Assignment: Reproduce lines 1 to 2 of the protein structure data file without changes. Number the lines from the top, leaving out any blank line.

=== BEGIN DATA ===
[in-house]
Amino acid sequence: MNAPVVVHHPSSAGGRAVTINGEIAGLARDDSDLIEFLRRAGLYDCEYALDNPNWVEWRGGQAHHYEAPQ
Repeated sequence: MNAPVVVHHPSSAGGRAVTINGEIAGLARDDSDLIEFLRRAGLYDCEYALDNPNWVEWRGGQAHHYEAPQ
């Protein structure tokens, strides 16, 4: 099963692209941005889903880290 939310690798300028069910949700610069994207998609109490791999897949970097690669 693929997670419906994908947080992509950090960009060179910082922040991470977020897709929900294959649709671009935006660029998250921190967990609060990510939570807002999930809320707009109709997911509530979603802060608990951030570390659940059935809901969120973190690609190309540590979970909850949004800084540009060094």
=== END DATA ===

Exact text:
[in-house]
Amino acid sequence: MNAPVVVHHPSSAGGRAVTINGEIAGLARDDSDLIEFLRRAGLYDCEYALDNPNWVEWRGGQAHHYEAPQ